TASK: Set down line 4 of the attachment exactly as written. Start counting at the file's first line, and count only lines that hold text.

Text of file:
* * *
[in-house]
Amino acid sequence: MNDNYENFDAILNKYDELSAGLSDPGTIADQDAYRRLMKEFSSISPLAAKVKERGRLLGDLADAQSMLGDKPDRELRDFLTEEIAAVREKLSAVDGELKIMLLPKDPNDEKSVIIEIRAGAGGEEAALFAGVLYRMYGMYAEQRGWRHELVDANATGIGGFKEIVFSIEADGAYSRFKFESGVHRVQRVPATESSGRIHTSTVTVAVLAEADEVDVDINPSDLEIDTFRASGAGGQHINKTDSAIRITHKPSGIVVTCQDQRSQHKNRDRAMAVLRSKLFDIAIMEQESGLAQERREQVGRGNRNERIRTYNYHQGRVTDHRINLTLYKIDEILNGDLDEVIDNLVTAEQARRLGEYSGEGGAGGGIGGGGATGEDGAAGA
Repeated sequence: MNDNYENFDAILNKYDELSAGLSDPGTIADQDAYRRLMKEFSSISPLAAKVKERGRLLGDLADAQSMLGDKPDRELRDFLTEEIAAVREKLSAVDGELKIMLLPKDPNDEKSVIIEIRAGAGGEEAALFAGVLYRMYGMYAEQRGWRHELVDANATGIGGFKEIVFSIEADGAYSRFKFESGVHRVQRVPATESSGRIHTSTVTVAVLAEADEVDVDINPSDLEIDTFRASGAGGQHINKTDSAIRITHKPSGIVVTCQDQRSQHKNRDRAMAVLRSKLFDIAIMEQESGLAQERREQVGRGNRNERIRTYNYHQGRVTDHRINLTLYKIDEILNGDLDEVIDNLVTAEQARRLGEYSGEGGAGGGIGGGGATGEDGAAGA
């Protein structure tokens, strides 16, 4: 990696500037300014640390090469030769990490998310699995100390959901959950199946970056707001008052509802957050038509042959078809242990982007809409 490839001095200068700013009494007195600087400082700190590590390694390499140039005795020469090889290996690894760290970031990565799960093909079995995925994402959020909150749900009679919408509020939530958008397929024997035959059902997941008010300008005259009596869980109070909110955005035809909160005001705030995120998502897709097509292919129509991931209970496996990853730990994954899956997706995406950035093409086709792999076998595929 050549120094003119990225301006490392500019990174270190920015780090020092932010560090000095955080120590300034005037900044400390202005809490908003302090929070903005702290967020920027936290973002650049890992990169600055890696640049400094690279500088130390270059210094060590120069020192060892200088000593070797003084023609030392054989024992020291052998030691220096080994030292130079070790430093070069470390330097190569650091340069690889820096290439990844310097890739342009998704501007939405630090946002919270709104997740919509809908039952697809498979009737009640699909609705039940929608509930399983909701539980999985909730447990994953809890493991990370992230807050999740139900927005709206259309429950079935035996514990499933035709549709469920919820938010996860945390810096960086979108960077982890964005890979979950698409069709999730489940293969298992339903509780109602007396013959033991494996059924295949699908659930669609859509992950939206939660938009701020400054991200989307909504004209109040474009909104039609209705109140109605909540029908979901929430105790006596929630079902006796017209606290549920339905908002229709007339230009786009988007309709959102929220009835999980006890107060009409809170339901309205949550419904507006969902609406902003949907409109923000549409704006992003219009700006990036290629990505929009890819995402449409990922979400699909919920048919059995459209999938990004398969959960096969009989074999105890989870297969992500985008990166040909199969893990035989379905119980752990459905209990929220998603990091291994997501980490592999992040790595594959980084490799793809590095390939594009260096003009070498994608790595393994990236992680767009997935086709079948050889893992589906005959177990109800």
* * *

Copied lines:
């Protein structure tokens, strides 16, 4: 990696500037300014640390090469030769990490998310699995100390959901959950199946970056707001008052509802957050038509042959078809242990982007809409 490839001095200068700013009494007195600087400082700190590590390694390499140039005795020469090889290996690894760290970031990565799960093909079995995925994402959020909150749900009679919408509020939530958008397929024997035959059902997941008010300008005259009596869980109070909110955005035809909160005001705030995120998502897709097509292919129509991931209970496996990853730990994954899956997706995406950035093409086709792999076998595929 050549120094003119990225301006490392500019990174270190920015780090020092932010560090000095955080120590300034005037900044400390202005809490908003302090929070903005702290967020920027936290973002650049890992990169600055890696640049400094690279500088130390270059210094060590120069020192060892200088000593070797003084023609030392054989024992020291052998030691220096080994030292130079070790430093070069470390330097190569650091340069690889820096290439990844310097890739342009998704501007939405630090946002919270709104997740919509809908039952697809498979009737009640699909609705039940929608509930399983909701539980999985909730447990994953809890493991990370992230807050999740139900927005709206259309429950079935035996514990499933035709549709469920919820938010996860945390810096960086979108960077982890964005890979979950698409069709999730489940293969298992339903509780109602007396013959033991494996059924295949699908659930669609859509992950939206939660938009701020400054991200989307909504004209109040474009909104039609209705109140109605909540029908979901929430105790006596929630079902006796017209606290549920339905908002229709007339230009786009988007309709959102929220009835999980006890107060009409809170339901309205949550419904507006969902609406902003949907409109923000549409704006992003219009700006990036290629990505929009890819995402449409990922979400699909919920048919059995459209999938990004398969959960096969009989074999105890989870297969992500985008990166040909199969893990035989379905119980752990459905209990929220998603990091291994997501980490592999992040790595594959980084490799793809590095390939594009260096003009070498994608790595393994990236992680767009997935086709079948050889893992589906005959177990109800």